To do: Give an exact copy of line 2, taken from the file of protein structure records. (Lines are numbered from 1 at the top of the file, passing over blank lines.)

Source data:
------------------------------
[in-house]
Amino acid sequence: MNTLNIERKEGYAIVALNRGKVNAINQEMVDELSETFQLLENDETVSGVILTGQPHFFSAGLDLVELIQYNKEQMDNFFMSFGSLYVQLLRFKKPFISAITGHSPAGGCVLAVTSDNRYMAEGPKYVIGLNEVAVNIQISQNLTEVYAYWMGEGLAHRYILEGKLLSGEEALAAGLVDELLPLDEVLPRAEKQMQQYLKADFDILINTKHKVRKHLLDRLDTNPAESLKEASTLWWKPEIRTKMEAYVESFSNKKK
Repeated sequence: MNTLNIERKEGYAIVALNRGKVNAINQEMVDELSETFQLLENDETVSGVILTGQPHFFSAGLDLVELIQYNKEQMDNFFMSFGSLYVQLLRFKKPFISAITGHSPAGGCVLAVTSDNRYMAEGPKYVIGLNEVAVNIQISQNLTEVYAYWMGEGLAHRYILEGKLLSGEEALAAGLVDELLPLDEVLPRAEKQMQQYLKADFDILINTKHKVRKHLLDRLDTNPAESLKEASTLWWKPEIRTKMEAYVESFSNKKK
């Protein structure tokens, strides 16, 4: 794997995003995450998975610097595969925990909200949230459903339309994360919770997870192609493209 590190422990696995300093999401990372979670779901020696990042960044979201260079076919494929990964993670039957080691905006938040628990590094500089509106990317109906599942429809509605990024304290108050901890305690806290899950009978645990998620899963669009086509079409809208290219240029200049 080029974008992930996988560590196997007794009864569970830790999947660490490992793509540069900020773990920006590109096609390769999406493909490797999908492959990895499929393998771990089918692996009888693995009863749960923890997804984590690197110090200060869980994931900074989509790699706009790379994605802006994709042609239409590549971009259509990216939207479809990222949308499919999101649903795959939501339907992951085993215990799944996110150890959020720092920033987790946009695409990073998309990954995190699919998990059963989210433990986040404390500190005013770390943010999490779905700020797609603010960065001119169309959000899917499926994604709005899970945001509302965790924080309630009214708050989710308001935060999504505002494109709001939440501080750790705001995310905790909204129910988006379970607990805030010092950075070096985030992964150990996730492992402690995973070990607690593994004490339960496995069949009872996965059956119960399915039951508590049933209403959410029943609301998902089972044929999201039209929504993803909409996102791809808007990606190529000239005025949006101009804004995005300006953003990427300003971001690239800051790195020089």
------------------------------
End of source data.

Amino acid sequence: MNTLNIERKEGYAIVALNRGKVNAINQEMVDELSETFQLLENDETVSGVILTGQPHFFSAGLDLVELIQYNKEQMDNFFMSFGSLYVQLLRFKKPFISAITGHSPAGGCVLAVTSDNRYMAEGPKYVIGLNEVAVNIQISQNLTEVYAYWMGEGLAHRYILEGKLLSGEEALAAGLVDELLPLDEVLPRAEKQMQQYLKADFDILINTKHKVRKHLLDRLDTNPAESLKEASTLWWKPEIRTKMEAYVESFSNKKK